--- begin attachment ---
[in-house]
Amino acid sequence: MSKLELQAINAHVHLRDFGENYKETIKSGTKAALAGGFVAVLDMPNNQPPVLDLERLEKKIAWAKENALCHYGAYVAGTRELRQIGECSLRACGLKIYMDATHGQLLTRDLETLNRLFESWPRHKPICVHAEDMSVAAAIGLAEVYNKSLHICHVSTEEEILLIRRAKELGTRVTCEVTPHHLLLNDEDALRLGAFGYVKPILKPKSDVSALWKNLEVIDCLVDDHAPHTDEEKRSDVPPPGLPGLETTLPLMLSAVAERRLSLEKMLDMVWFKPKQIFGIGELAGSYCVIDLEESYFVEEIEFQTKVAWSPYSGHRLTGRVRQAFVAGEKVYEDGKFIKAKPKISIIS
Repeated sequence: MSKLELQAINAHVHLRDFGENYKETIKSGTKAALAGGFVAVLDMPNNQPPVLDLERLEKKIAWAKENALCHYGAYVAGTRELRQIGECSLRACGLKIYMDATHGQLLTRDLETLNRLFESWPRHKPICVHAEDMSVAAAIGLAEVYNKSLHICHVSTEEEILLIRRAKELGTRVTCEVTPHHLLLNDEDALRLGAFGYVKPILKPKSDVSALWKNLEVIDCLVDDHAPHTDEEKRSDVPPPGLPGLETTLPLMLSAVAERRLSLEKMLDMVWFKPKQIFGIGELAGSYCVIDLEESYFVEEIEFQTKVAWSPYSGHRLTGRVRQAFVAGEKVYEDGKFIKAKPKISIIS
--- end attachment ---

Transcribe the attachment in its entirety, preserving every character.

[in-house]
Amino acid sequence: MSKLELQAINAHVHLRDFGENYKETIKSGTKAALAGGFVAVLDMPNNQPPVLDLERLEKKIAWAKENALCHYGAYVAGTRELRQIGECSLRACGLKIYMDATHGQLLTRDLETLNRLFESWPRHKPICVHAEDMSVAAAIGLAEVYNKSLHICHVSTEEEILLIRRAKELGTRVTCEVTPHHLLLNDEDALRLGAFGYVKPILKPKSDVSALWKNLEVIDCLVDDHAPHTDEEKRSDVPPPGLPGLETTLPLMLSAVAERRLSLEKMLDMVWFKPKQIFGIGELAGSYCVIDLEESYFVEEIEFQTKVAWSPYSGHRLTGRVRQAFVAGEKVYEDGKFIKAKPKISIIS
Repeated sequence: MSKLELQAINAHVHLRDFGENYKETIKSGTKAALAGGFVAVLDMPNNQPPVLDLERLEKKIAWAKENALCHYGAYVAGTRELRQIGECSLRACGLKIYMDATHGQLLTRDLETLNRLFESWPRHKPICVHAEDMSVAAAIGLAEVYNKSLHICHVSTEEEILLIRRAKELGTRVTCEVTPHHLLLNDEDALRLGAFGYVKPILKPKSDVSALWKNLEVIDCLVDDHAPHTDEEKRSDVPPPGLPGLETTLPLMLSAVAERRLSLEKMLDMVWFKPKQIFGIGELAGSYCVIDLEESYFVEEIEFQTKVAWSPYSGHRLTGRVRQAFVAGEKVYEDGKFIKAKPKISIIS